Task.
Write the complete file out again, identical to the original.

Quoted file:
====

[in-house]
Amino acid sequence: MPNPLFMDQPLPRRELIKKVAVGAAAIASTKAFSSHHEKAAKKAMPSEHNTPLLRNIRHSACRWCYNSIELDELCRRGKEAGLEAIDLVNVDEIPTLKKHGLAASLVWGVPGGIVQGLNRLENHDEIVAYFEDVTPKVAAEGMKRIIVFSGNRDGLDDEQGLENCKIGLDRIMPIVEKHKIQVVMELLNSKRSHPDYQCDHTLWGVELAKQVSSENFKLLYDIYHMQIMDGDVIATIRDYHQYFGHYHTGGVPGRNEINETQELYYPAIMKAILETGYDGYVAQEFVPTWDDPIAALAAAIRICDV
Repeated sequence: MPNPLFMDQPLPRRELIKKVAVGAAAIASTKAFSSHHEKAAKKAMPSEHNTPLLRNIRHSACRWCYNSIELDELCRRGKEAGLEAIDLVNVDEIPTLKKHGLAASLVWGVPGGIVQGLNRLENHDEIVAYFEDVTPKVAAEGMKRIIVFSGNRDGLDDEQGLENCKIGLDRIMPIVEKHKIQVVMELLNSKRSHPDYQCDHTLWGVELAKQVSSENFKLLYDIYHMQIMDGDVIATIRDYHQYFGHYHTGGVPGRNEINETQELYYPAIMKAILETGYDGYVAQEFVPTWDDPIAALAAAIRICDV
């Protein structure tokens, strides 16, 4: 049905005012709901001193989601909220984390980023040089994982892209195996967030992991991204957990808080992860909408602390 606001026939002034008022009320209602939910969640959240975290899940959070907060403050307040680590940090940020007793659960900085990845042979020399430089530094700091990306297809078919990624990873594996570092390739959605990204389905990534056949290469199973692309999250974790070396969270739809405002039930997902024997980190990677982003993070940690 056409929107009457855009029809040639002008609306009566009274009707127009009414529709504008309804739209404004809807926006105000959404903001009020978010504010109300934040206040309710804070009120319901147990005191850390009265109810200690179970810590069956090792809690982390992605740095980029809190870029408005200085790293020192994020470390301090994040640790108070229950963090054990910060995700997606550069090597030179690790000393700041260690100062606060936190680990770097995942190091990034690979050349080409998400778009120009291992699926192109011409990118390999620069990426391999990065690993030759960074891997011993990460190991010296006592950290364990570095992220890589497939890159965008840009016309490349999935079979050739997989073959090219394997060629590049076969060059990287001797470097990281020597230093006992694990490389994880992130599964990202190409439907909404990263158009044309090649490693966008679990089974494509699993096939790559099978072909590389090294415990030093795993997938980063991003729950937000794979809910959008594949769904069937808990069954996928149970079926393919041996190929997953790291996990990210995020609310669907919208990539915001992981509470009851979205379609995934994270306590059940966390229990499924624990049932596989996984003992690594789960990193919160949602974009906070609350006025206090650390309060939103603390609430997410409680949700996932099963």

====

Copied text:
[in-house]
Amino acid sequence: MPNPLFMDQPLPRRELIKKVAVGAAAIASTKAFSSHHEKAAKKAMPSEHNTPLLRNIRHSACRWCYNSIELDELCRRGKEAGLEAIDLVNVDEIPTLKKHGLAASLVWGVPGGIVQGLNRLENHDEIVAYFEDVTPKVAAEGMKRIIVFSGNRDGLDDEQGLENCKIGLDRIMPIVEKHKIQVVMELLNSKRSHPDYQCDHTLWGVELAKQVSSENFKLLYDIYHMQIMDGDVIATIRDYHQYFGHYHTGGVPGRNEINETQELYYPAIMKAILETGYDGYVAQEFVPTWDDPIAALAAAIRICDV
Repeated sequence: MPNPLFMDQPLPRRELIKKVAVGAAAIASTKAFSSHHEKAAKKAMPSEHNTPLLRNIRHSACRWCYNSIELDELCRRGKEAGLEAIDLVNVDEIPTLKKHGLAASLVWGVPGGIVQGLNRLENHDEIVAYFEDVTPKVAAEGMKRIIVFSGNRDGLDDEQGLENCKIGLDRIMPIVEKHKIQVVMELLNSKRSHPDYQCDHTLWGVELAKQVSSENFKLLYDIYHMQIMDGDVIATIRDYHQYFGHYHTGGVPGRNEINETQELYYPAIMKAILETGYDGYVAQEFVPTWDDPIAALAAAIRICDV
């Protein structure tokens, strides 16, 4: 049905005012709901001193989601909220984390980023040089994982892209195996967030992991991204957990808080992860909408602390 606001026939002034008022009320209602939910969640959240975290899940959070907060403050307040680590940090940020007793659960900085990845042979020399430089530094700091990306297809078919990624990873594996570092390739959605990204389905990534056949290469199973692309999250974790070396969270739809405002039930997902024997980190990677982003993070940690 056409929107009457855009029809040639002008609306009566009274009707127009009414529709504008309804739209404004809807926006105000959404903001009020978010504010109300934040206040309710804070009120319901147990005191850390009265109810200690179970810590069956090792809690982390992605740095980029809190870029408005200085790293020192994020470390301090994040640790108070229950963090054990910060995700997606550069090597030179690790000393700041260690100062606060936190680990770097995942190091990034690979050349080409998400778009120009291992699926192109011409990118390999620069990426391999990065690993030759960074891997011993990460190991010296006592950290364990570095992220890589497939890159965008840009016309490349999935079979050739997989073959090219394997060629590049076969060059990287001797470097990281020597230093006992694990490389994880992130599964990202190409439907909404990263158009044309090649490693966008679990089974494509699993096939790559099978072909590389090294415990030093795993997938980063991003729950937000794979809910959008594949769904069937808990069954996928149970079926393919041996190929997953790291996990990210995020609310669907919208990539915001992981509470009851979205379609995934994270306590059940966390229990499924624990049932596989996984003992690594789960990193919160949602974009906070609350006025206090650390309060939103603390609430997410409680949700996932099963």